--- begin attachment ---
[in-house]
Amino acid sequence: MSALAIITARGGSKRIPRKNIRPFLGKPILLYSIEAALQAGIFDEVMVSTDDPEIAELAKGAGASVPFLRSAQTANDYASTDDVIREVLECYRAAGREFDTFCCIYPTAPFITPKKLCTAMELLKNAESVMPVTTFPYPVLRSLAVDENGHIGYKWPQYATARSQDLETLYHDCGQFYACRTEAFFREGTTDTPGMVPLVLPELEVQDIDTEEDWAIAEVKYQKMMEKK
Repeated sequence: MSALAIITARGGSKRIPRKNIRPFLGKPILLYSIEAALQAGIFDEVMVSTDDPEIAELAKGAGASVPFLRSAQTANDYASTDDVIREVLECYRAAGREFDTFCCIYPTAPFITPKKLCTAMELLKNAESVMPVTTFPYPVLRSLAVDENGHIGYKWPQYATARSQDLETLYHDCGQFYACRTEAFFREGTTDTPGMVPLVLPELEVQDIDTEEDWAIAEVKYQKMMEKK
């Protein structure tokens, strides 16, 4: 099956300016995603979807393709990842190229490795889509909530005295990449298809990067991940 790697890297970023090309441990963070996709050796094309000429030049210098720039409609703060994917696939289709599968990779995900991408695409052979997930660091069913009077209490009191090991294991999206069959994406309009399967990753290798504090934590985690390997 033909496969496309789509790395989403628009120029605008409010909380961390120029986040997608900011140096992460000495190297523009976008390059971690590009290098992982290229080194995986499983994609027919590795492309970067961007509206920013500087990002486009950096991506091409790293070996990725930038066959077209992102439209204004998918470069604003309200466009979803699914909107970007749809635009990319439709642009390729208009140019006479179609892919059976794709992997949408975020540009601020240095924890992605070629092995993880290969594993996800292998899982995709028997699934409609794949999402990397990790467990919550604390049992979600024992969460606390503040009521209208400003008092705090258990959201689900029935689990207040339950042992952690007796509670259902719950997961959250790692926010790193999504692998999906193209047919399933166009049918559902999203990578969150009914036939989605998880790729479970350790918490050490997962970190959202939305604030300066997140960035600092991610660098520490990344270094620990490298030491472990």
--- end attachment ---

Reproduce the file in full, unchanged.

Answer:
[in-house]
Amino acid sequence: MSALAIITARGGSKRIPRKNIRPFLGKPILLYSIEAALQAGIFDEVMVSTDDPEIAELAKGAGASVPFLRSAQTANDYASTDDVIREVLECYRAAGREFDTFCCIYPTAPFITPKKLCTAMELLKNAESVMPVTTFPYPVLRSLAVDENGHIGYKWPQYATARSQDLETLYHDCGQFYACRTEAFFREGTTDTPGMVPLVLPELEVQDIDTEEDWAIAEVKYQKMMEKK
Repeated sequence: MSALAIITARGGSKRIPRKNIRPFLGKPILLYSIEAALQAGIFDEVMVSTDDPEIAELAKGAGASVPFLRSAQTANDYASTDDVIREVLECYRAAGREFDTFCCIYPTAPFITPKKLCTAMELLKNAESVMPVTTFPYPVLRSLAVDENGHIGYKWPQYATARSQDLETLYHDCGQFYACRTEAFFREGTTDTPGMVPLVLPELEVQDIDTEEDWAIAEVKYQKMMEKK
């Protein structure tokens, strides 16, 4: 099956300016995603979807393709990842190229490795889509909530005295990449298809990067991940 790697890297970023090309441990963070996709050796094309000429030049210098720039409609703060994917696939289709599968990779995900991408695409052979997930660091069913009077209490009191090991294991999206069959994406309009399967990753290798504090934590985690390997 033909496969496309789509790395989403628009120029605008409010909380961390120029986040997608900011140096992460000495190297523009976008390059971690590009290098992982290229080194995986499983994609027919590795492309970067961007509206920013500087990002486009950096991506091409790293070996990725930038066959077209992102439209204004998918470069604003309200466009979803699914909107970007749809635009990319439709642009390729208009140019006479179609892919059976794709992997949408975020540009601020240095924890992605070629092995993880290969594993996800292998899982995709028997699934409609794949999402990397990790467990919550604390049992979600024992969460606390503040009521209208400003008092705090258990959201689900029935689990207040339950042992952690007796509670259902719950997961959250790692926010790193999504692998999906193209047919399933166009049918559902999203990578969150009914036939989605998880790729479970350790918490050490997962970190959202939305604030300066997140960035600092991610660098520490990344270094620990490298030491472990």